In fact, as scholars like Norman Finkelstein have decisively shown, the two Egyptian divisions in the Sinai (the only ones seriously in question) remained in a defensive posture, as Israel’s Chief of Staff Yitzhak Rabin reported at the time, and in any case “would not have been enough to unleash an offensive.” Mossad chief Meir Amit similarly concluded weeks before Israel’s attack that “Egypt was not ready for a war, and Nasser did not want a war.” Besides, both Israeli and U.S. intelligence experts predicted that even in the unlikely event that several Arab countries attacked in concert, Israel would easily defeat them all within ten days. Israel’s claim that it faced serious danger in 1967 was “a bluff,” according to General Mattityahu Peled, one of the architects of the Israeli assault.
Knowing all this, how can any decent Jew celebrate Jerusalem Day, the anniversary of that violent “bluff”? Or exult at its tragic epicenter, the Western Wall?
For the record, I visited the famous Wall on the first night of my one visit to Israel some years ago. I was unsettled by the theme-park look of the place – the beaming floodlights, the polished stone “plaza” built to accommodate crowds of tourists – and by the proximity of the elevated parapet marking off the Al-Aqsa mosque, where in 1990 Israeli soldiers massacred some 18 unarmed worshipers. Only afterward did I realize that I had literally been standing on a crime scene: days after Israel’s capture of the Old City the army had demolished the homes of at least 600 Palestinian civilians to clear the space next to the Western Wall, killing one and injuring several others.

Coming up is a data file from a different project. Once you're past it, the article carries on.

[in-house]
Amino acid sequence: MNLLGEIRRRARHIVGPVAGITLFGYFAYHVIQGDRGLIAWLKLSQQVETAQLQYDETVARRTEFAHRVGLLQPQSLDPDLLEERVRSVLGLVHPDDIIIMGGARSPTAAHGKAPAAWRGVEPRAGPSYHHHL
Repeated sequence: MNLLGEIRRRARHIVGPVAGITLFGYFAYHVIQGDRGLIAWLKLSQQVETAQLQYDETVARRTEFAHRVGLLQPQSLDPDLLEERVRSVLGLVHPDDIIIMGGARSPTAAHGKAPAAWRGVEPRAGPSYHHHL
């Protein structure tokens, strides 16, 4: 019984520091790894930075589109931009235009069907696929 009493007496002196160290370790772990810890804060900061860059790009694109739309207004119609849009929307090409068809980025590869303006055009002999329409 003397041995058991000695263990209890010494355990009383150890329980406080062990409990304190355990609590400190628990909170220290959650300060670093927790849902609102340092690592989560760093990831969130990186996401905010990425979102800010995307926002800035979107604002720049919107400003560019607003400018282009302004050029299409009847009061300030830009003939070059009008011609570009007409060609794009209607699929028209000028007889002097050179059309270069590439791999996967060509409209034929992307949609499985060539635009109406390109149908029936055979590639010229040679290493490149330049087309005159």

Naturally I don’t intend to return to that site – a place of shame for me, as it should be for any Jew, so long as it remains under occupation.
But staying away isn’t enough.
Because the real trouble isn’t about a wall. It’s about an ideology. An ideology of Jewish ethnic supremacy carefully crafted to purge memories of Jewish vulnerability. An ideology that defies religion yet makes icons out of religious texts. An ideology that replaces history with myth, that denies human rights and dehumanizes an entire people, that reduces Judaism to a cynical real estate hustle.
As a religious Jew, I pray for the speedy demise of any such ideology. And I mourn what Jews have done, in the name of religion, to the Western Wall – and to Judaism.